It does for fiction what a movie trailer does for film. You know what to expect, you catch a glimpse of what the book will be like. Great openings set the tone for the story.
“All that I write was once real life.”
This is one of my favorite openings. It’s from The Shining Burrow, Max Blecher’s last novel. I find it a fascinating opening line, because Blecher was sick most of his life; he died young, at the age of 29, and all his novels are autobiographical. This adds a different dimension to his line.
I genuinely believe that it’s a very important to know as much as possible about an author before reading his work; you can see themes and motives and influences. And more importantly, it makes connecting with his words a much easier task.
But let’s get back to opening lines. Some writers go for a strong beginning, something that would effectively force the reader to read the next sentence. A very short, grabby sentence.
Much like Sinclair Lewis’s Elmer Gantry, “Elmer Gantry was drunk.” Or maybe Toni Morrison’s Paradise, “They shoot the white girl first.” I’m a big fan of these type of opening lines, short and witty. Albert Camus’s Stranger has another great opening, “Mother died today. Or yesterday maybe, I don’t know.”
In the same manner as Camus, Nabokov in Lolita (“Lolita, light of my life, fire of my loins. My sin, my soul.“) and Dostoyevsky in Notes from Underground (“I am a sick man… I am a spiteful man. I am an unattractive man. I think my liver is diseased.”) manage to grab a reader’s attention from the start.
The opening line can also be a statement, something that offers a cold definition of the world the story is anchored in (Fahrenheit 451, A Tale of Two Cities, 1984), or something much simpler than that. It can be the key to solving the story’s most subtle of riddles. Who knows? Some writers even cut to the chase, like Kafka did in Metamorphosis (“As Gregor Samsa awoke one morning from uneasy dreams he found himself transformed in his bed into a monstrous vermin.”)
There are many ways to start a story or novel. Mid-action, with a witty line, even with a line of dialogue (though I’m not a big fan of opening a story with a line of dialogue Salman Rushdie did it particularly well in Satanic Verses, “”To be born again,” sang Gibreel Farishta tumbling from the heavens, “first you have to die.”” )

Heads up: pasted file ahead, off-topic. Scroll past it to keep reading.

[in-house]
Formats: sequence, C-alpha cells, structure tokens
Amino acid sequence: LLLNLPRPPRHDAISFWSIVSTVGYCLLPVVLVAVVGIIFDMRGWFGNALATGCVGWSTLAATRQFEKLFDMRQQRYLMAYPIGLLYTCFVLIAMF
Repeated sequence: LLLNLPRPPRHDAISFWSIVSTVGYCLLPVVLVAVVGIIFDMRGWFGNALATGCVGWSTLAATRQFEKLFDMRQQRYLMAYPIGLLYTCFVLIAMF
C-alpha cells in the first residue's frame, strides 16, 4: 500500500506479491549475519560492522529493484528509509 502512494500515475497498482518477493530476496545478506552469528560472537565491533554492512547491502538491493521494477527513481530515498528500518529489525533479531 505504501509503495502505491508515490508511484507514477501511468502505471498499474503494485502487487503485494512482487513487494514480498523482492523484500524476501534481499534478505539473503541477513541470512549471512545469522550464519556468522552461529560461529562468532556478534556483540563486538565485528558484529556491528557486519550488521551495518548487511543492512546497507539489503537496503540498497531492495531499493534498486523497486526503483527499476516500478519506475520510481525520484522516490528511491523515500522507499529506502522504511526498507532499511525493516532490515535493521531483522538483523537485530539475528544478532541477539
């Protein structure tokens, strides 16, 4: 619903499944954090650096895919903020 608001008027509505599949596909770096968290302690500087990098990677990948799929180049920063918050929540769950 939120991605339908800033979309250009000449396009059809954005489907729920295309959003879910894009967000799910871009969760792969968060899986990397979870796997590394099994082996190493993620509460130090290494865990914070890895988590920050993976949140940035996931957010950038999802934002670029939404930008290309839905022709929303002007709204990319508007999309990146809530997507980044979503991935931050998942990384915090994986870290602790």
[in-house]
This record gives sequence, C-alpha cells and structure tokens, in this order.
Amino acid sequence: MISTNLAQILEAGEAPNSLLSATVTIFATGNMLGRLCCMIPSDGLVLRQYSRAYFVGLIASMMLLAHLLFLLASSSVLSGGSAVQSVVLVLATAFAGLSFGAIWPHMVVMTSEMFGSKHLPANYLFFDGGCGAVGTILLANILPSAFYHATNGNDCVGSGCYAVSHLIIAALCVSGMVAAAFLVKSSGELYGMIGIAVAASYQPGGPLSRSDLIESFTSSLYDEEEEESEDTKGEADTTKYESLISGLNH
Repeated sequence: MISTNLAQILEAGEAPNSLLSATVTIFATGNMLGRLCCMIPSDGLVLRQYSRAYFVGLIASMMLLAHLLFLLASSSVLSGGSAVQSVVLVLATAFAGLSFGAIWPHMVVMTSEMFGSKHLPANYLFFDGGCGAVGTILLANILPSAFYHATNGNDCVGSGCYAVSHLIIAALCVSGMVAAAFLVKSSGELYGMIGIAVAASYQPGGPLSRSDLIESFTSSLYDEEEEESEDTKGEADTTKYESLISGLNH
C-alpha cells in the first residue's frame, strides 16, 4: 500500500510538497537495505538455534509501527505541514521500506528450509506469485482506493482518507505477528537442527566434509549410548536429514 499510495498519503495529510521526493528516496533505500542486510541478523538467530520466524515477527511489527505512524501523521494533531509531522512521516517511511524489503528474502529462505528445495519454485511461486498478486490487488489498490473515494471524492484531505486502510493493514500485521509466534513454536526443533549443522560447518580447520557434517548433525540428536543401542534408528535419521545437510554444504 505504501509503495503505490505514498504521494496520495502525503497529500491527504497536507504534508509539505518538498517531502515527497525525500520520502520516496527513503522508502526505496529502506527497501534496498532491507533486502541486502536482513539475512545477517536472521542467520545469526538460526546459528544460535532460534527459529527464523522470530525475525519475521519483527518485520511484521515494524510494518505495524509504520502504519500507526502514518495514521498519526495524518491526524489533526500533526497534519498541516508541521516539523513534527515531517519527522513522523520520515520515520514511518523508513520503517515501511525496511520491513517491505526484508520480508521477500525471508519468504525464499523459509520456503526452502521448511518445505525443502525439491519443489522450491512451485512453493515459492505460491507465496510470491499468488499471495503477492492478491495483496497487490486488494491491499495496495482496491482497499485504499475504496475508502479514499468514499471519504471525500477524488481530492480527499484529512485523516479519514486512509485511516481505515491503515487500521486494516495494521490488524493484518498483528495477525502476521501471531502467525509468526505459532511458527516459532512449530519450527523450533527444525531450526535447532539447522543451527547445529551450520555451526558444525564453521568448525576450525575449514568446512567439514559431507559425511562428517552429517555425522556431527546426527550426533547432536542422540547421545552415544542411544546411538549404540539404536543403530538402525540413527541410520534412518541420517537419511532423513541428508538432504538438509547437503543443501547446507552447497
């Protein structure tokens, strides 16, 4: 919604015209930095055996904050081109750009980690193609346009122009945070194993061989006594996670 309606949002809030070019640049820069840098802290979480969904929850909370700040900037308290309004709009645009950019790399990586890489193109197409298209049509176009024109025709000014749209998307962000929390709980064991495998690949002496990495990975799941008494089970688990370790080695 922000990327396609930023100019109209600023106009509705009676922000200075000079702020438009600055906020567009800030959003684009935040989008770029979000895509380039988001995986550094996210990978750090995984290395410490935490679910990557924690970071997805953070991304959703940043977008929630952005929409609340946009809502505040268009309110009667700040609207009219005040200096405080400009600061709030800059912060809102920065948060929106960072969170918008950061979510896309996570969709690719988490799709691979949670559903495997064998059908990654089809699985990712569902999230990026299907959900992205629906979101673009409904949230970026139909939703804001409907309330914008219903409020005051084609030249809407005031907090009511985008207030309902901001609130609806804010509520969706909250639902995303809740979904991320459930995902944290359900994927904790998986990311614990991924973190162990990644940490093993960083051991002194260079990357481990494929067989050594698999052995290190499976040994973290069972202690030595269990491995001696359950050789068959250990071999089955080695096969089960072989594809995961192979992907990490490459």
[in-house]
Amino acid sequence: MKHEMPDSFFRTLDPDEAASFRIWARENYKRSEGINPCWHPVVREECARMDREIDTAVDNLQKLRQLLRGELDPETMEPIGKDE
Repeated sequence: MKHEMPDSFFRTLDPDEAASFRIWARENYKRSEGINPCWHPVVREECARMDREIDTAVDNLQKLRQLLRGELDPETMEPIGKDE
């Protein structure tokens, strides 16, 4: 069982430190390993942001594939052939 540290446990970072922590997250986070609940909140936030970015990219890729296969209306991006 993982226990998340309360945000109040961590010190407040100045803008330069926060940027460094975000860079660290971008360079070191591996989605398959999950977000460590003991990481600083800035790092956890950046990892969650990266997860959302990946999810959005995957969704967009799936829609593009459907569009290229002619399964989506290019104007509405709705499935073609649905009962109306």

A story can begin with a description of a setting or a character, a fictional entry from a journal, it can start with someone dying, someone already dead, someone ready to die or to kill. It can shock, it can smooth the way for the reader, slowly making him suspend disbelief.
Hector Yanover, director of the National Library of the Argentine Republic, composed a list of such famous opening lines. I do keep one myself. Maybe because I want to keep intact the feeling I got when I read that novel, so by reading again the opening line, I can feel again. Characters, plots, situations, all that, fade away in time, but the feeling we got when we first read a story, that’s, like they say in Mastercard commercials, priceless.
I have to admit that I’m a bit obsessed with openings. I want to write the perfect one, the one that will force anyone to read on. In The Writer, I tried to start every chapter with some ridiculous, bizarre statement. Some are pretty nice, like the opening from the first chapter: “The only thing that is worth remembering, and worth remembering over and over again, is that in this world, under all and any circumstance, nothing ever happens.” Another chapter begins with: “My life began with a death. As selfish as it seems, it’s nothing but true.”
Maybe opening lines are not integral to a story’s success – after all, there are bad stories with great openings, and great stories with not so memorable first lines.
What are your favorite opening lines?